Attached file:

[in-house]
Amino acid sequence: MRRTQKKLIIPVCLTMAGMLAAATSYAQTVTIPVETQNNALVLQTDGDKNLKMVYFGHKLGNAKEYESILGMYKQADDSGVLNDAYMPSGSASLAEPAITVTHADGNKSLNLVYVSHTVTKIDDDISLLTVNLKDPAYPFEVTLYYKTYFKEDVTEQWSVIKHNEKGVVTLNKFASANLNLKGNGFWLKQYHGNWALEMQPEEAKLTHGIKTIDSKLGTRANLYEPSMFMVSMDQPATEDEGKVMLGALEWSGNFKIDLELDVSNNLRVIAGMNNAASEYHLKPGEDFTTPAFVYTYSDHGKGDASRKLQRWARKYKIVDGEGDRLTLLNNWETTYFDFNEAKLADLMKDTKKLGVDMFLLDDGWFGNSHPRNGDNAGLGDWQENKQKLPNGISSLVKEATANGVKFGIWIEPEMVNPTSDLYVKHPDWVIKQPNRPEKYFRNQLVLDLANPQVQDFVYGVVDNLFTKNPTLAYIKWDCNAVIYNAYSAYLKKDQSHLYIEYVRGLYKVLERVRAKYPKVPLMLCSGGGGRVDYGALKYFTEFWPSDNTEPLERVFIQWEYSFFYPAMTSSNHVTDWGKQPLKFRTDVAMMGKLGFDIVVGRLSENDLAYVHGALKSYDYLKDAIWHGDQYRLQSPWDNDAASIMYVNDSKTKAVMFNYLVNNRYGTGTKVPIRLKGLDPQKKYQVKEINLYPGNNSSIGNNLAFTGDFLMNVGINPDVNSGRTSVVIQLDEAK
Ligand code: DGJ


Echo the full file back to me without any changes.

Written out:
[in-house]
Amino acid sequence: MRRTQKKLIIPVCLTMAGMLAAATSYAQTVTIPVETQNNALVLQTDGDKNLKMVYFGHKLGNAKEYESILGMYKQADDSGVLNDAYMPSGSASLAEPAITVTHADGNKSLNLVYVSHTVTKIDDDISLLTVNLKDPAYPFEVTLYYKTYFKEDVTEQWSVIKHNEKGVVTLNKFASANLNLKGNGFWLKQYHGNWALEMQPEEAKLTHGIKTIDSKLGTRANLYEPSMFMVSMDQPATEDEGKVMLGALEWSGNFKIDLELDVSNNLRVIAGMNNAASEYHLKPGEDFTTPAFVYTYSDHGKGDASRKLQRWARKYKIVDGEGDRLTLLNNWETTYFDFNEAKLADLMKDTKKLGVDMFLLDDGWFGNSHPRNGDNAGLGDWQENKQKLPNGISSLVKEATANGVKFGIWIEPEMVNPTSDLYVKHPDWVIKQPNRPEKYFRNQLVLDLANPQVQDFVYGVVDNLFTKNPTLAYIKWDCNAVIYNAYSAYLKKDQSHLYIEYVRGLYKVLERVRAKYPKVPLMLCSGGGGRVDYGALKYFTEFWPSDNTEPLERVFIQWEYSFFYPAMTSSNHVTDWGKQPLKFRTDVAMMGKLGFDIVVGRLSENDLAYVHGALKSYDYLKDAIWHGDQYRLQSPWDNDAASIMYVNDSKTKAVMFNYLVNNRYGTGTKVPIRLKGLDPQKKYQVKEINLYPGNNSSIGNNLAFTGDFLMNVGINPDVNSGRTSVVIQLDEAK
Ligand code: DGJ